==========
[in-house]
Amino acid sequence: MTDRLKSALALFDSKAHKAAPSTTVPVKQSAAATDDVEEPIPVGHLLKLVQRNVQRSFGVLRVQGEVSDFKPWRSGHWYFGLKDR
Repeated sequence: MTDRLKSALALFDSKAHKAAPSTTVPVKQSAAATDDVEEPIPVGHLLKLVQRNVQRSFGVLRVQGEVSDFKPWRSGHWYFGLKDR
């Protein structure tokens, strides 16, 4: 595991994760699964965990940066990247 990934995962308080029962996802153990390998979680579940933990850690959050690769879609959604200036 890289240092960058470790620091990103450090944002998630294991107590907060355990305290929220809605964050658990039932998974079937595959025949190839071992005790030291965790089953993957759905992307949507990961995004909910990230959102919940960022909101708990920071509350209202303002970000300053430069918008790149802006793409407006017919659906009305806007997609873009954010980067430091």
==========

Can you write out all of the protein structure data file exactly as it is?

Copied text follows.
[in-house]
Amino acid sequence: MTDRLKSALALFDSKAHKAAPSTTVPVKQSAAATDDVEEPIPVGHLLKLVQRNVQRSFGVLRVQGEVSDFKPWRSGHWYFGLKDR
Repeated sequence: MTDRLKSALALFDSKAHKAAPSTTVPVKQSAAATDDVEEPIPVGHLLKLVQRNVQRSFGVLRVQGEVSDFKPWRSGHWYFGLKDR
């Protein structure tokens, strides 16, 4: 595991994760699964965990940066990247 990934995962308080029962996802153990390998979680579940933990850690959050690769879609959604200036 890289240092960058470790620091990103450090944002998630294991107590907060355990305290929220809605964050658990039932998974079937595959025949190839071992005790030291965790089953993957759905992307949507990961995004909910990230959102919940960022909101708990920071509350209202303002970000300053430069918008790149802006793409407006017919659906009305806007997609873009954010980067430091």